Lisa Lee, owner of Umi Sake (Baltimore Sun photo by Amy…)
Some restaurants, you feel, will succeed simply because of the force of the owner's personality. In the case of Umi Sake, the new sushi restaurant in Cockeysville where Pacific Rim used to be, I imagine people will go just because the owner, Lisa Lee, is such a positive presence in the dining room.
Lee used to own Johnny's Sushi in Timonium, named after her brother, the chef. She sold the place and had a baby. Three years later, when Pacific Rim in Cockeysville closed, the landlord called her to see if she'd be interested in being a restaurateur again.
Her brother, Johnny Zhang, who she says worked in a high-end restaurant in their native Shanghai, is running the kitchen in the new restaurant. However, Lee says she developed the recipes, which are Chinese, Japanese, Thai and Korean. (She's one-quarter Japanese herself.)
Lee has completely redone the Pacific Rim space; the contemporary dining rooms and bar are spare but bright and cheerful, with white walls, white-clothed tables, and funky orange stools at the sushi bar. It's pleasant and casual.
Given how much competition there is in the area (I sometimes think Towson is the sushi capital of Maryland), it was surprising just how busy Umi Sake was on a recent weeknight. It doesn't hurt that you can get everything there from a spicy lemongrass seafood salad to Peking duck for one.
Sushi is a main focus of the restaurant. Some of the signature rolls make a bit too much use of cream cheese, mango, pine nuts and blueberry sauce for my taste; but traditionalists will find plenty to like on the sushi menu, which offers tantalizingly fresh fish and elegant presentations. To get an overview, you could order the Eight Is Enough signature appetizer: eight pieces of sushi that complement each other with both simple fish/rice combinations and elaborate creations jauntily decorated. The eight are very pretty on their stark white platter and make a satisfying introduction to what the sushi chef can do.
The dishes from the kitchen tend to be a one-trick pony, although you wouldn't guess it from their descriptions. Keep that in mind, and you'll enjoy your meal here. There may be entrees on the menu that are loaded with vegetables and de-emphasize the protein and sauce, but we didn't come across them.
The eggplant stuffed with shrimp was delicious in a guilty-pleasure way. The result was something like shrimp toast, only made with eggplant instead of bread, so the vegetable's soft, hot interior contrasted seductively with the golden fried crust.
Our waitress recommended the calamari tempura, but it turned out to be simply good fried calamari. No matter how much you love fried calamari, there are more interesting appetizers on the menu.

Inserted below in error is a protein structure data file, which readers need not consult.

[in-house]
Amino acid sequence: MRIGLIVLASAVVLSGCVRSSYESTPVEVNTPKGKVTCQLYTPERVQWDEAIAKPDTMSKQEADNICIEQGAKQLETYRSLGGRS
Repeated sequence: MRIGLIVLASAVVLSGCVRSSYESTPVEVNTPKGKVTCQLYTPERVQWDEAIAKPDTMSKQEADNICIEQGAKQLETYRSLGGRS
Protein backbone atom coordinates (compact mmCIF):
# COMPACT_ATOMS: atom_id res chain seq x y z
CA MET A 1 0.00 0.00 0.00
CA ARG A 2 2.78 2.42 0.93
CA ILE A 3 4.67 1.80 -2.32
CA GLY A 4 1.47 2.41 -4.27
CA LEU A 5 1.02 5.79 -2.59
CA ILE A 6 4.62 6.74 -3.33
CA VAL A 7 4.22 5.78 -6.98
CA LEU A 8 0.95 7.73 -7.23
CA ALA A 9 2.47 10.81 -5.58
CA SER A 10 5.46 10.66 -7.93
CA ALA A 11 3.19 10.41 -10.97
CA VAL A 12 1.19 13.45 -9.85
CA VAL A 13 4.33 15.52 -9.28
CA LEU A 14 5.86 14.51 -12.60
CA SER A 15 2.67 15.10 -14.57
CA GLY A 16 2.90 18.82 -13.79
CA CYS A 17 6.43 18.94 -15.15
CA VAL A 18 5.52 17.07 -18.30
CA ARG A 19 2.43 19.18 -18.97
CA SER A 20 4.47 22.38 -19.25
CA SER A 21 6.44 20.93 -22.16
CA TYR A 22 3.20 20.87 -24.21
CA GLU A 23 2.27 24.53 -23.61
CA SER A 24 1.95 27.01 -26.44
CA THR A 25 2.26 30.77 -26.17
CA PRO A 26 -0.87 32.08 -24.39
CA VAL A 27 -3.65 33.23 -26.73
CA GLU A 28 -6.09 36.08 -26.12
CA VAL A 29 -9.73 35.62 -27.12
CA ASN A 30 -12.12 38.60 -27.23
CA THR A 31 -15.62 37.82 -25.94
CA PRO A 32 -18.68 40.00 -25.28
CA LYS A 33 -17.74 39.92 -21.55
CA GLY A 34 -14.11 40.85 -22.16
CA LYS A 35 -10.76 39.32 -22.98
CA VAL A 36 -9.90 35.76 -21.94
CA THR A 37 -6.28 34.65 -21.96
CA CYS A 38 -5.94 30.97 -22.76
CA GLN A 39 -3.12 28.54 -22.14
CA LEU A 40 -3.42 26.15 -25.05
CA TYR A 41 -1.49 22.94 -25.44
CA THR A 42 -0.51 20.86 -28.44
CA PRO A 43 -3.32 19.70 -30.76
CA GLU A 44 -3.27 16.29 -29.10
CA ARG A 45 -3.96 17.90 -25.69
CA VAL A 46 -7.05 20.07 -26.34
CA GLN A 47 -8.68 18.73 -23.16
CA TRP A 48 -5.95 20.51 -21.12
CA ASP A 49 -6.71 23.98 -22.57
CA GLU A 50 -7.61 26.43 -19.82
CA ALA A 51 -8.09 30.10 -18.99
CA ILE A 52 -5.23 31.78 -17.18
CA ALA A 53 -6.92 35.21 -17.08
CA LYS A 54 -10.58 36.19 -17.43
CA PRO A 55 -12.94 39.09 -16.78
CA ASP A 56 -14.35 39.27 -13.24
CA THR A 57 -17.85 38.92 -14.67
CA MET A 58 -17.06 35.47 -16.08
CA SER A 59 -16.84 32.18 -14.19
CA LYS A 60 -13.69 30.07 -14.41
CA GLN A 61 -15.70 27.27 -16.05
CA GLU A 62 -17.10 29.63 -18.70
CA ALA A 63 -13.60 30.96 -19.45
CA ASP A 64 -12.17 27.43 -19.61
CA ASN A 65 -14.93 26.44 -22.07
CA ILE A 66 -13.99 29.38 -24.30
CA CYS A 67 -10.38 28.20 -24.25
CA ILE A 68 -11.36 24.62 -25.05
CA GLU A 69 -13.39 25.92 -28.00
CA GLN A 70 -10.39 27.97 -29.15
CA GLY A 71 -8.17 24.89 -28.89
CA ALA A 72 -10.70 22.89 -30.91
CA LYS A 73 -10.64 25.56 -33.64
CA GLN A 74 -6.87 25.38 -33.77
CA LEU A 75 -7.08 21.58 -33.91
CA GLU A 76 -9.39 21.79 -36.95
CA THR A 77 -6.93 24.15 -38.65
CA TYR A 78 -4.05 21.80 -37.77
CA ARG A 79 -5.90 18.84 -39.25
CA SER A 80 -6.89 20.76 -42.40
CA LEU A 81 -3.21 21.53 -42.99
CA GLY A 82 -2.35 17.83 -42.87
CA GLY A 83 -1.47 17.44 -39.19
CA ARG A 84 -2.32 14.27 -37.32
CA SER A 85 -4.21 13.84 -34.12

The Scallop Dynamite is a must-have if you haven't had enough in the way of oh-so-bad-for-you, oh-so-good high-calorie fried foods: a combination of a fat scallop, cream cheese (again, one ingredient I could do without), rice and a crusty fried exterior.
Even better are the scallion pancakes, wrapped around crunchy green beans. They were as close as we came to a vegetable, and I would order them again in a heartbeat.
Umi Sake's sesame shrimp weren't on the regular menu the night we were there, but Lee says this special has been so popular she's going to add the dish soon. These are enormous shrimp, battered and fried and covered with a sweet and tangy sauce that was applied with a light hand.
We got away from fried food when we ordered the spicy rack of lamb. The three rib chops were spicy indeed -- as in smoke coming out of your ears spicy. They lay on a bed of wasabi mashed potatoes, which could have come out of a box. It's an entree that would benefit from a vegetable.
We also avoided another fried dish by having the steamed orange roughy. The fillets were overcooked but fresh, and delicately flavored with ginger and green onions. It's definitely a dish that should be part of a well-rounded menu of shared dishes, though, not ordered on its own. Nothing else comes with the fish.
Umi Sake's Peking duck was disappointing; the meat dry and the pancakes too thick. But oh, that crackling, mahogany-brown, fat-free duck skin. You could make a meal just on it. It's rare to see this dish on a menu for under $20, so give Umi Sake credit for that. In fact, prices in general are remarkably reasonable -- one explanation, I'm sure, for the restaurant's popularity. Nothing except for a couple of sushi entrees cost more than $20.
Umi Sake's wine and beer list is bare-bones but decent for an Asian restaurant, with plenty of sakes available. Desserts are about what you'd expect. If you can handle more fried food, there's always the tempura ice cream. Otherwise it's cheesecake or chocolate lava cake, neither of which is made in house.
It would be very hard not to like Umi Sake, with its excellent sushi and decent Pan-Asian food. Lisa Lee sees to that. She goes from table to table, checking on her guests, happy to share her enthusiasm for the food and any of her life history you want to ask her about. I imagine that by your second visit to this engaging restaurant, she'll make you feel like you're old friends.
Where: 9726 York Road, Cockeysville
Contact: 410-667-6585, UmiSake.com
Hours: Open daily for lunch and dinner, Sunday brunch
First courses: $2.95-$8.50, entrees: $8.50-$19.95
Food: ** 1/2
[Outstanding: **** Good: *** Fair or uneven: ** Poor: * ]